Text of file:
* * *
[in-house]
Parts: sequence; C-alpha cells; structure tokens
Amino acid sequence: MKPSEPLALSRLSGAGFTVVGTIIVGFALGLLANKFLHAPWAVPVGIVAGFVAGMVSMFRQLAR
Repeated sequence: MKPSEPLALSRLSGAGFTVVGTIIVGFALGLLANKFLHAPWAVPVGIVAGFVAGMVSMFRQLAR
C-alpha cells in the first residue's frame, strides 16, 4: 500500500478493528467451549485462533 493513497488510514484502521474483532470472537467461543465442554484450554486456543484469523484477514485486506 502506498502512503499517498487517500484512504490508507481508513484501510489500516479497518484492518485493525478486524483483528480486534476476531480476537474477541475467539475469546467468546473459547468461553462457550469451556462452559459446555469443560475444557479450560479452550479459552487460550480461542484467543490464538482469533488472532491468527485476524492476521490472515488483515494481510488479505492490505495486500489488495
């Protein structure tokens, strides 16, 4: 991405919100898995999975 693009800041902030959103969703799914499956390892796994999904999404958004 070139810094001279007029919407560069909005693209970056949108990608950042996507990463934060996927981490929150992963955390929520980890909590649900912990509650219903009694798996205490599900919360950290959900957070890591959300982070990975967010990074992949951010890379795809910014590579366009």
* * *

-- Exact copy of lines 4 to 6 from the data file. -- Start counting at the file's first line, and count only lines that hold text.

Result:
Repeated sequence: MKPSEPLALSRLSGAGFTVVGTIIVGFALGLLANKFLHAPWAVPVGIVAGFVAGMVSMFRQLAR
C-alpha cells in the first residue's frame, strides 16, 4: 500500500478493528467451549485462533 493513497488510514484502521474483532470472537467461543465442554484450554486456543484469523484477514485486506 502506498502512503499517498487517500484512504490508507481508513484501510489500516479497518484492518485493525478486524483483528480486534476476531480476537474477541475467539475469546467468546473459547468461553462457550469451556462452559459446555469443560475444557479450560479452550479459552487460550480461542484467543490464538482469533488472532491468527485476524492476521490472515488483515494481510488479505492490505495486500489488495
């Protein structure tokens, strides 16, 4: 991405919100898995999975 693009800041902030959103969703799914499956390892796994999904999404958004 070139810094001279007029919407560069909005693209970056949108990608950042996507990463934060996927981490929150992963955390929520980890909590649900912990509650219903009694798996205490599900919360950290959900957070890591959300982070990975967010990074992949951010890379795809910014590579366009």